As David speaks of his enemies hoping for his worst, for his death, and uttering empty words, imaging the worst for him, we should realize this is an expected condition in our walk with God. True, we are to seek a good reputation, and to maintain integrity (whether others regard it or not), and yet the Lord speaks of an underlying condition we need to recognize as we follow Him.
Rejection by the World
Following Him will bring suffering and rejection from the world. Loss of friends, close relationships with family, damage to careers, and so much more may be part of the journey with the Lord.
Indeed, all who desire to live a godly life in Christ Jesus will be persecuted. 2 Timothy 3:12
Thankfully, at this time in our personal lives, we are not experiencing any active persecution, but during the brief times we have, the Lord has always strengthened us, given grace and mercy and brought about good from the pain. He is good. (BTW – please think of those who are under constant persecution – Remember them in your prayers!)
Rejection by the Church
Depending on the church you attend, there may come a time when those who were your closest allies may turn on you, spread slander and boot you out of the fellowship . Jesus warned His disciples of this, to the ultimate end of fellow “believers(?)” killing a believer in service to God!
They will put you out of the synagogues. Indeed, the hour is coming when whoever kills you will think he is offering service to God. – John 16:2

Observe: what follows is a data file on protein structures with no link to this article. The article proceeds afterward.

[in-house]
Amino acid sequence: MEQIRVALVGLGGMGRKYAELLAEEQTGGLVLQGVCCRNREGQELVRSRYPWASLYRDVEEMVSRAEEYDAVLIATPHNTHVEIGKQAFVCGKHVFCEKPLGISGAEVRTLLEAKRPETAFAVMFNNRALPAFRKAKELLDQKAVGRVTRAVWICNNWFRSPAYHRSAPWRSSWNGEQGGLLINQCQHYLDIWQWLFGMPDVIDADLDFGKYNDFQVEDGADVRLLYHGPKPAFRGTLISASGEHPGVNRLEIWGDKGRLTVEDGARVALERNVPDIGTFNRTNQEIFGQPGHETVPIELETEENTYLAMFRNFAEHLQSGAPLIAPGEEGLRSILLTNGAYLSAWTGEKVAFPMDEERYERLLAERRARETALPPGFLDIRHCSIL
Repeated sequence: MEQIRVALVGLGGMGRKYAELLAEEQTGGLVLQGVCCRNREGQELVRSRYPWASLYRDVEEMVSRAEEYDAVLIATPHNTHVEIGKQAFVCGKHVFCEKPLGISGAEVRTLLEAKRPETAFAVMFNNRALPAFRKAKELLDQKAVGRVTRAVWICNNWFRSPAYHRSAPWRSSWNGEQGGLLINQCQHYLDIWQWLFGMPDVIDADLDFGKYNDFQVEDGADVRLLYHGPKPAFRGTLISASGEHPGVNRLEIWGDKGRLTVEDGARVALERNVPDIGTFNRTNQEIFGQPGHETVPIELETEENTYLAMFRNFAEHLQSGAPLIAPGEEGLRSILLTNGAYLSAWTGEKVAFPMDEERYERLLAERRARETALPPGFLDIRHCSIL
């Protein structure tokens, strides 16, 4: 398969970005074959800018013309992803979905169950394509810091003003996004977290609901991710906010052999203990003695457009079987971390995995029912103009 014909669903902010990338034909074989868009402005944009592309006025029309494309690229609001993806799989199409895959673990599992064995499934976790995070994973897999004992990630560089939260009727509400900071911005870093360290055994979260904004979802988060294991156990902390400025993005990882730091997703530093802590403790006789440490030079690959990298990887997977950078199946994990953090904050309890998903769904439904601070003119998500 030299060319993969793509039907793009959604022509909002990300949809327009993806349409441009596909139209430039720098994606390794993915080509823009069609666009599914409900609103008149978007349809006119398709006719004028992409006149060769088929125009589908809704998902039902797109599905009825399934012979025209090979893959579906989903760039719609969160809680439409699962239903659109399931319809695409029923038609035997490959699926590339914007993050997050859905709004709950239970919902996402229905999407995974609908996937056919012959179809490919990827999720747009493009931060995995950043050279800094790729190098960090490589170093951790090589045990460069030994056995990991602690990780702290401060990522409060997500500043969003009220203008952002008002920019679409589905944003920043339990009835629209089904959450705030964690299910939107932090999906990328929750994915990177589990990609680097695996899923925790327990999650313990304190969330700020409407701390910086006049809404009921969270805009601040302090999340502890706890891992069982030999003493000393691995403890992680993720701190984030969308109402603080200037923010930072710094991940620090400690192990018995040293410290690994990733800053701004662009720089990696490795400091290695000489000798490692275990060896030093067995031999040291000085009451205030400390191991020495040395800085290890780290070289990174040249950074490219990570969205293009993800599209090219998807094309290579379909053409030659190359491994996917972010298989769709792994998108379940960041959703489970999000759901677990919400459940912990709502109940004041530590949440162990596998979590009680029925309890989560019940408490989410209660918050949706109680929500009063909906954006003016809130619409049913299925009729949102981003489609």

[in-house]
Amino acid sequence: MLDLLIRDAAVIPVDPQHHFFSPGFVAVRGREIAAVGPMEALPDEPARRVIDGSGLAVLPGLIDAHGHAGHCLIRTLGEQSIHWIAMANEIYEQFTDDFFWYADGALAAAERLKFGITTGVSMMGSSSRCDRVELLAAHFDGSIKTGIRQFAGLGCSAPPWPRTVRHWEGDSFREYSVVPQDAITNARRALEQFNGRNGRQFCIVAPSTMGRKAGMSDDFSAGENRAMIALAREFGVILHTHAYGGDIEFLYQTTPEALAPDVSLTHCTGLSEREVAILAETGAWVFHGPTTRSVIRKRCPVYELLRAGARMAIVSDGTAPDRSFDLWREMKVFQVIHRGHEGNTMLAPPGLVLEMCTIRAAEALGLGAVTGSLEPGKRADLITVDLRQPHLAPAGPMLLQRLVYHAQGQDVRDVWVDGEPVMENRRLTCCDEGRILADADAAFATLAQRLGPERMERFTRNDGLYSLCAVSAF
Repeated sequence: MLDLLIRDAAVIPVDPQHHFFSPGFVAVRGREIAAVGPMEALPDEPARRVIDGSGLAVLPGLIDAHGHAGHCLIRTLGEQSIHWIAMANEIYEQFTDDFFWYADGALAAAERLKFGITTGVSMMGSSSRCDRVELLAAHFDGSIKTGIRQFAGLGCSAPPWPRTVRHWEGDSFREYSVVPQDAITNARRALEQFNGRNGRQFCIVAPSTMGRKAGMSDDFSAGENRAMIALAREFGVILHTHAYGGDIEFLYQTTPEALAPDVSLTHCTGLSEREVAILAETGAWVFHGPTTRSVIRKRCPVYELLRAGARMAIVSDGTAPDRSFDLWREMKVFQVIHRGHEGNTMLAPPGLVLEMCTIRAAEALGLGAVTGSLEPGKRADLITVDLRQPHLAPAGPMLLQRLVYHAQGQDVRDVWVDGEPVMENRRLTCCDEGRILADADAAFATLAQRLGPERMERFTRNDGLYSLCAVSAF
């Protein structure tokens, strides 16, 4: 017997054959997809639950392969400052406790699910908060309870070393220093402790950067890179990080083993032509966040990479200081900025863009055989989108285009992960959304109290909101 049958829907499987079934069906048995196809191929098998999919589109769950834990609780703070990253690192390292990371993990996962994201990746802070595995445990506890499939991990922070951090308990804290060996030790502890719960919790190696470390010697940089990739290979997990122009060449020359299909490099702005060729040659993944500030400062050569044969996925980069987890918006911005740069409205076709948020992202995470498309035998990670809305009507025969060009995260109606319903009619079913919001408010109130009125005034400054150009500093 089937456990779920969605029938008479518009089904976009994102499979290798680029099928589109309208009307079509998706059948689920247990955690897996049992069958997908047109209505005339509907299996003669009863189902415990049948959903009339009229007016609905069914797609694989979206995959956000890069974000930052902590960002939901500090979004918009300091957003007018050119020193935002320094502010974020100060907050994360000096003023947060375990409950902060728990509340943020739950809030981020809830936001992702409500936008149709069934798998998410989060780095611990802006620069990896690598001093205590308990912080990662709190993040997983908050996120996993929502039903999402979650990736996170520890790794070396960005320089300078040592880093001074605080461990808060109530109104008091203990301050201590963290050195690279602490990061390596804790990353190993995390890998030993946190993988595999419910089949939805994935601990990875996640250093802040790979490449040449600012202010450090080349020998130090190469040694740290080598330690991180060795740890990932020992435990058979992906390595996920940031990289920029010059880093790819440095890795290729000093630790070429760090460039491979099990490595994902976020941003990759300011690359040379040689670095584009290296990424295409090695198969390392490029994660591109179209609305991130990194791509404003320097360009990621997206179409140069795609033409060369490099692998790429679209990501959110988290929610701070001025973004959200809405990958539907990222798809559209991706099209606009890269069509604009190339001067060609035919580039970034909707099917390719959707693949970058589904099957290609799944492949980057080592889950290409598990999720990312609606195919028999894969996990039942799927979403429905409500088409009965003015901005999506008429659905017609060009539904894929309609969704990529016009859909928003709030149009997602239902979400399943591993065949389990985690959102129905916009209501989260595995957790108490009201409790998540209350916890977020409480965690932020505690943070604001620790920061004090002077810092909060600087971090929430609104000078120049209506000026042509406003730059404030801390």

Let me gently remind us that if our reputation in destroyed in the sight of others, due to their slander (not our foolishness) we are entering a level of knowledge of the Lord that the apostles and prophets enjoyed, and that the Lord took part in fully and finally.
Remember the words of the Lord in Matthew 5
But I say to you, Love your enemies and pray for those who persecute you, – Matthew 5:44
And of the apostle in Romans 12
Repay no one evil for evil, but give thought to do what is honorable in the sight of all. – Romans 12:17
Beloved, never avenge yourselves, but leave it to the wrath of God, for it is written, “Vengeance is mine, I will repay, says the Lord.” To the contrary, “if your enemy is hungry, feed him; if he is thirsty, give him something to drink; for by so doing you will heap burning coals on his head.”
Do not be overcome by evil, but overcome evil with good. – Rom 12:19-21
In the midst of social rejection, we are called to love and not hate, to pray and not slander, to feed our enemy and not be overcome of evil. Challenging words for us. We need strength!
Do not “reject the rejection”, but look to the One who understands the inner turmoil and pain you may experience. And rejoice! For He is good. Follow after Him.
Thanks again for coming to visit. I hope you found something of interest in this post and would appreciate a comment, to begin a discussion.